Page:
Abstract

A credal network under epistemic irrelevance is a generalised type of Bayesian network that relaxes its two main building blocks. On the one hand, the local probabilities are allowed to be partially specified. On the other hand, the assessments of independence do not have to hold exactly. Conceptually, these two features turn credal networks under epistemic irrelevance into a powerful alternative to Bayesian networks, offering a more flexible approach to graph-based multivariate uncertainty modelling. However, in practice, they have long been perceived as very hard to work with, both theoretically and computationally. The aim of this paper is to demonstrate that this perception is no longer justified. We provide a general introduction to credal networks under epistemic irrelevance, give an overview of the state of the art, and present several new theoretical results. Most importantly, we explain how these results can be combined to allow for the design of recursive inference methods. We provide numerous concrete examples of how this can be achieved, and use these to demonstrate that computing with credal networks under epistemic irrelevance is most definitely feasible, and in some cases even highly efficient. We also discuss several philosophical aspects, including the lack of symmetry, how to deal with probability zero, the interpretation of lower expectations, the axiomatic status of graphoid properties, and the difference between updating and conditioning.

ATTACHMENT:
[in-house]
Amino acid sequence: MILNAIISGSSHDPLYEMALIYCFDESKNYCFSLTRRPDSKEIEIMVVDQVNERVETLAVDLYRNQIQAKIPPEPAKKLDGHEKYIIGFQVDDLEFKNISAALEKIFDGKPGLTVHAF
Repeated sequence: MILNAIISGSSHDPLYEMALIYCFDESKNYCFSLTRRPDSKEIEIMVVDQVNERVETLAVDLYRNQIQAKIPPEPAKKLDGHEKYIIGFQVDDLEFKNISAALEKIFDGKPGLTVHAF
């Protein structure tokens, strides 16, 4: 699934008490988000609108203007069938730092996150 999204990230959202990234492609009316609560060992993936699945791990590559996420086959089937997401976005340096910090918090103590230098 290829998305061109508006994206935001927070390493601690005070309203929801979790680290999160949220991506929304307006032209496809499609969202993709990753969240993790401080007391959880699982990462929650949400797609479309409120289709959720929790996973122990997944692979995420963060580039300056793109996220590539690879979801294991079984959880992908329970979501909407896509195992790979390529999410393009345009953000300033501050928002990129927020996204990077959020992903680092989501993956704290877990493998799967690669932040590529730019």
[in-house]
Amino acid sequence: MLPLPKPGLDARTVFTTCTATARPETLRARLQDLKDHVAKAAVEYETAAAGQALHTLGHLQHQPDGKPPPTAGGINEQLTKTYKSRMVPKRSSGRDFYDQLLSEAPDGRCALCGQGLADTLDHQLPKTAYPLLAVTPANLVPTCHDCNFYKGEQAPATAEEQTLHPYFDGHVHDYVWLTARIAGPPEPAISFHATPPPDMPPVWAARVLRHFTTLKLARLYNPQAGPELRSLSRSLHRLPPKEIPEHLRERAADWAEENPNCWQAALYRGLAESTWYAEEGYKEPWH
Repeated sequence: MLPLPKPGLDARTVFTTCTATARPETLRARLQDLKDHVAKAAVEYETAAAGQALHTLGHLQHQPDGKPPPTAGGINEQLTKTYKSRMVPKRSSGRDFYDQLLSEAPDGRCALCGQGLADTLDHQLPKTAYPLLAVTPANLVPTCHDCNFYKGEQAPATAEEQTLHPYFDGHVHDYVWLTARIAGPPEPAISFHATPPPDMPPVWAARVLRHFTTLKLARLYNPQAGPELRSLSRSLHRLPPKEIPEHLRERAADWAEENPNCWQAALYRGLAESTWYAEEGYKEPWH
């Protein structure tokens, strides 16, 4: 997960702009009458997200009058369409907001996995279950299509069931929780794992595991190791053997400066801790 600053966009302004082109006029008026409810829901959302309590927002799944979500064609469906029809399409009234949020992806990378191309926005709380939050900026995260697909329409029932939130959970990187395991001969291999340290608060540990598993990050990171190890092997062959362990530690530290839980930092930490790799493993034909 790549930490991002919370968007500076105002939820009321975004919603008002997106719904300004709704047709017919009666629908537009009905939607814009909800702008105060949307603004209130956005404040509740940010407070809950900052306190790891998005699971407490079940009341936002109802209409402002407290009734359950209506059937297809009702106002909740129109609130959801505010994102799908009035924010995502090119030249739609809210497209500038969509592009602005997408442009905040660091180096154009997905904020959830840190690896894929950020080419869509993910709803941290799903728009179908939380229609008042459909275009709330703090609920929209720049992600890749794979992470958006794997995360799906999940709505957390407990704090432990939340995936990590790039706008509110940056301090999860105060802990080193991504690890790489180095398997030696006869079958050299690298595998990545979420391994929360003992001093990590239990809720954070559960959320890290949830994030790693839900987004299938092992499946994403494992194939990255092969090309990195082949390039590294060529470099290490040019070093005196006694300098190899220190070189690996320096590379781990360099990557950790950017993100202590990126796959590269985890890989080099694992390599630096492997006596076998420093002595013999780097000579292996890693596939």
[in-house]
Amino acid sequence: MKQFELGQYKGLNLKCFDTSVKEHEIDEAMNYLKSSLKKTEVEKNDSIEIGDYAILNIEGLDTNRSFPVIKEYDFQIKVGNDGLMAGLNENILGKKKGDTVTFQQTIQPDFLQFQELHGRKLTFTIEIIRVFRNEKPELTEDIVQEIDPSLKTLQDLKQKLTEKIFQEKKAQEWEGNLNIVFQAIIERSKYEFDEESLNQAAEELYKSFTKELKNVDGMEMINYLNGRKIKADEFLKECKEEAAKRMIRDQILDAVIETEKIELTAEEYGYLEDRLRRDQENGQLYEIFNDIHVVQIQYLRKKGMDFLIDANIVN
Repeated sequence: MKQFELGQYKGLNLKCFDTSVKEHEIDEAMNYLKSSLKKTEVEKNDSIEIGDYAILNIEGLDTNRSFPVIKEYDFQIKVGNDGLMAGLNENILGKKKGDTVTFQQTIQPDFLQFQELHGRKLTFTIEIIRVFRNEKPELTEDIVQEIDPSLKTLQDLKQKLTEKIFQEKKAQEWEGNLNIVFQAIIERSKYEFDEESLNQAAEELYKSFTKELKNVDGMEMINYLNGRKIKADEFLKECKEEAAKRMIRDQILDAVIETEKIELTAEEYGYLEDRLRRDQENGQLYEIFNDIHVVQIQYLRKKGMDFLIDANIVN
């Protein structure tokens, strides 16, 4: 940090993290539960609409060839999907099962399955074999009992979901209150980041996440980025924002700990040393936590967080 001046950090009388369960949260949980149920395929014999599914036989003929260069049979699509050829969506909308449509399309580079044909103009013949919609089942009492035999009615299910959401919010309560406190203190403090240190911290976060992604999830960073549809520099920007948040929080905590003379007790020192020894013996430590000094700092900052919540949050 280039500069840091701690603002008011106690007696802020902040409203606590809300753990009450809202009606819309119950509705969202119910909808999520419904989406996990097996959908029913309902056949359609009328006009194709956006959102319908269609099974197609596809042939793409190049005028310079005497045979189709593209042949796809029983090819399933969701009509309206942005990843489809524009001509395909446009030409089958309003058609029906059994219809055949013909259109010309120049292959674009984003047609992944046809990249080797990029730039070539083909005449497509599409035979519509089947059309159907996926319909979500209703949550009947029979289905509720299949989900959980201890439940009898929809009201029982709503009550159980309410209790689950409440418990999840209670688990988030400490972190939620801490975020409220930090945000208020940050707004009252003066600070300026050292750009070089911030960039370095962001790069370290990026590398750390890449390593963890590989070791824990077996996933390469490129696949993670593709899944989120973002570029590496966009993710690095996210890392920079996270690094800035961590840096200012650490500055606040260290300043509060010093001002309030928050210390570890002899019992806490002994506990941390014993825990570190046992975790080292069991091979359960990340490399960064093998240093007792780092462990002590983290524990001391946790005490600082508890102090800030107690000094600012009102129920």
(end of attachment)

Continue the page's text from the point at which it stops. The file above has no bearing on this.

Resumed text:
Description

[1701.08661] Credal Networks under Epistemic Irrelevance

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debock2017credal
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